And then when it comes to the festivals, there’s a guaranteed massive amount of people that are going to be there. It’s not guaranteed that the crowd’s going to go nuts or that you’re going to have a great time every day, but you’re at least going to go out there and be playing in front of a ton of people. It just gives you the opportunity to know that at least there will be someone, even if it’s only one person, that knows who you are now that didn’t know you the day before.

Which process would you say is the most stressful: touring or recording?

Mark: I think the touring is pretty fucking fun. And it’s stressful in the sense that it gets like “Groundhog’s Day” and it just starts becoming redundant, but that’s when you have to find different ways to basically kill time or keep yourself occupied and stay productive. Recording is fun as well, but writing a record is very stressful, especially when there’s deadlines. With us, so far we’ve just been on this steady incline where we don’t want to fall back. We don’t want to sell less records than we did on the last cycle, and we want to step up and be growing and just be a better band. I think that in general, putting out a record is more stressful because it’s going to determine what you’re going to be doing.

Mitch: It determines whether when you go on tour if people are going to show up or not. When you’re making that record, it’s like “Well this is going to effect the next two years.” But it is extremely stressful record wise.

Do you feel that the current state of the music industry and economy have added onto that stress? Has it added even more pressure for you personally?

Mark: I think it sucks! I think it really sucks. Just the fact that there’s this generation, this is kind of off the subject, but I realized that by the end of the year, everyone that was born in 1990 will be allowed in bars and 21, which is really weird to me. So in that same kind of area, a lot of those kids were buying their first CD in 2000, or maybe in 1998 if they started early. Usually at 10 or 11 you’re buying your first record. And around that time was when digital downloading was just getting super big. So for the most part, people that were born after 1990 may have never even purchased music before. So it’s getting to that point where record labels are trying to think of the most insane ways to get people to buy music, and some kids just don’t want to.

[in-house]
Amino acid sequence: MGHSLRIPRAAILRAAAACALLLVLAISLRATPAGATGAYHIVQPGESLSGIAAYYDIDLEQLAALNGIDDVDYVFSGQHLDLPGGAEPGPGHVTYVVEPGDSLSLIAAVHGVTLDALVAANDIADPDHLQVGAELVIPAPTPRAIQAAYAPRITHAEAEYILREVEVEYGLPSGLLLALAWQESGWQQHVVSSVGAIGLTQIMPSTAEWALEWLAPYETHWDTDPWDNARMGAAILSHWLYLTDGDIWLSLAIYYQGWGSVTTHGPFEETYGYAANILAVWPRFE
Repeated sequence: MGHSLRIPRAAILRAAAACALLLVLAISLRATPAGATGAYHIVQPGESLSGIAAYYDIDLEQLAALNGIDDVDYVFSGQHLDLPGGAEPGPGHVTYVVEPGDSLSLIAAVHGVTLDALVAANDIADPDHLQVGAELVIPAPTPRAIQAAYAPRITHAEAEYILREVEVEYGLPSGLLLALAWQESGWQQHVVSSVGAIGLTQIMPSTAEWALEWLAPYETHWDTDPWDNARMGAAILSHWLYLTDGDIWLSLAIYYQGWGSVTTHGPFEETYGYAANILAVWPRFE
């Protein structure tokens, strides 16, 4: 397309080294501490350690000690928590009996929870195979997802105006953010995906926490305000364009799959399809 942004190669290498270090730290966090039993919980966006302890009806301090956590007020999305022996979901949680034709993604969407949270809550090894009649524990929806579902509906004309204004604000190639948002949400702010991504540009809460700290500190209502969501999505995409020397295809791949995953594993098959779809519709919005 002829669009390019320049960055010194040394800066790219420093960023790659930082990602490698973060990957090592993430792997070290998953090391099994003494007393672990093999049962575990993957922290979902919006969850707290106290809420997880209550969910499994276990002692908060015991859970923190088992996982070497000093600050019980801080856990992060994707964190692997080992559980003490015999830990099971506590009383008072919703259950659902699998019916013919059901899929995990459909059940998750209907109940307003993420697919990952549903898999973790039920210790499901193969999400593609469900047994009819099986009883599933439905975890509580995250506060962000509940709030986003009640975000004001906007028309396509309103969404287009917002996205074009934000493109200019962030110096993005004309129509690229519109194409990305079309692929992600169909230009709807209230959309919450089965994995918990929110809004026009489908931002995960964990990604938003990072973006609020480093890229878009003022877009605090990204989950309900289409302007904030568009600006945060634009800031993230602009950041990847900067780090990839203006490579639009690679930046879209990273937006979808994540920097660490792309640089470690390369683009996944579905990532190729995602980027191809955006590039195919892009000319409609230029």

They don’t look at it like the way we would look at it where this is our work and we’ve put so much emotion, effort and physical work in doing this and money just to put something out. And then for people to just go download music and not think anything of it and just look at it as “That’s just the way it is. Why should I go buy it if it’s right here for free,” it’s just fucked up. When you look at bands like Mudvayne, Korn, or bands that were huge, or even just look at us, if there was no music to download, do you know how many records we would have sold? It’s insane to think about, and I don’t even like to think about it, but I think we’re just lucky to be able to sell what we sell and to do what we do and have the success that we have. It sucks, and there will be a definite change in the music industry in the next five years, if not sooner.

Have you guys started to feel the economic pinch on the road as well?

Mark: A little bit. It still does come down to the package that you’re out on tour with. I look at it as two bands. You really just need two good bands that people are guaranteed to go and see, and then the rest of the bands are the kinds that will get exposure from going on tour with you but still do have their own little fan base. But yeah, it really matters more so now. That also just comes down to the economy. If you don’t have that package, kids won’t go to the show just to see that one band that they want to see. They’ll wait till the package is better, or will maybe just go to one festival like the Mayhem Festival or Warped Tour and just go to one show a year. It all comes down to demographics and everything. If it’s someone that’s on their own and they’re a grown adult, it depends on what kind of money they’re making. And if it’s a young kid, it depends on if their parents have the money to give them to go buy concert tickets. It’s effected us a little bit, but I’m entirely sure by how much.

I kind of also think that with the economy being so bad, some people definitely put that money aside so that they can go to concerts because it’s their way of releasing their angst and what they need to be doing. If they don’t go to concerts and go see bands that they like, they’re just going to lose their minds. It kind of works in either way.